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11 Reasons to Carry a Big Long Mortgage - Reason 10

This article has been around since I was originating loans and it was recently updated on Ric's site. I thought I'd take each one of his comments as a single post and share a few comments for those of you not familiar with this article or Ric's original claims about keeping the biggest and longest mortgage you can afford.

"His words in Blue", my words in white. I'll deconstruct his key points.


11 great reasons to carry a big, long mortgage.

Ric Edelman – Edelman Financial Services


To help explain this, let’s introduce you to Nervous Nick and Smart Sam. They have the same income and expenses, and are in the 24% tax bracket. Each has $100,000 in cash; each wants to buy a $300,000 house. Smart Sam gets a $240,000, 30-year mortgage at 3%. He makes no extra payments (and definitely isn’t wondering, “Should I pay off my mortgage?”). But Nervous Nick takes a different approach. Nick hates mortgages and fears that if he has a mortgage, he might one day lose his house. He doesn’t quite understand how that could happen, but someone told him that mortgages are bad and he believes them, so he goes with a small mortgage. That means he uses his entire $100,000 in cash to make a down payment. His mortgage is therefore smaller than Smart Sam’s – $200,000.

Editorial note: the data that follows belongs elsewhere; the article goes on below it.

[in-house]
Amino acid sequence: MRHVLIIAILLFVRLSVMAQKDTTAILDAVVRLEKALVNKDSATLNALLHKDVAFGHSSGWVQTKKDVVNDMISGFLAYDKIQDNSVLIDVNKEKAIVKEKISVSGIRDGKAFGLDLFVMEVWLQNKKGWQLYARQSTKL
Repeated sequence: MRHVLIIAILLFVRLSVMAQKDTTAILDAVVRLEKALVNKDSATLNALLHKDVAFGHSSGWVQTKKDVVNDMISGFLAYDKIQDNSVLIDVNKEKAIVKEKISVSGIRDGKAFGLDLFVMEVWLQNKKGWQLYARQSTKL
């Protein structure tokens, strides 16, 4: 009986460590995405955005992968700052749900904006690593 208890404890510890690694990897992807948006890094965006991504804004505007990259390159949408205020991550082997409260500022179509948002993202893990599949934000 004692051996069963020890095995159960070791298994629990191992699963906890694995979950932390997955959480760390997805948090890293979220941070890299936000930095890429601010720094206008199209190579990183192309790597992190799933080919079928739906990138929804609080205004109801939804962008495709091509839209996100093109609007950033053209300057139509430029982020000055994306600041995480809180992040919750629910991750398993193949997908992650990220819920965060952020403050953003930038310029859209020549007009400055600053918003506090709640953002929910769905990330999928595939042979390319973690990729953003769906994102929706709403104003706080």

TOTALLY AGREE: This is a core typical conversation, in our 3-Sided Balance Sheet conversation, we help consumers and advisors realize the main question most consumers want to ask 'but don't know how' is around this key issue. Should I 'Prepay or Invest?'

Nervous Nick also gets a 15-year loan instead of a 30-year loan, because he wants to get rid of his mortgage as quickly as he can, and he figures the 15-year loan will let him get rid of his loan in half the time. Nick also knows that this garners him a lower interest rate, because lenders charge less for 15-year loans than they charge for 30-year loans. So while Sam is paying 3%, Nick is paying only 2%. Nick, in fact, is so obsessed with getting rid of his mortgage that every month he sends an extra $100 to his lender. He knows that the more he sends in, the faster his loan will be paid off. So, compared to Sam, Nick has a smaller mortgage, a shorter mortgage, a lower interest rate – and he’s adding money to each payment.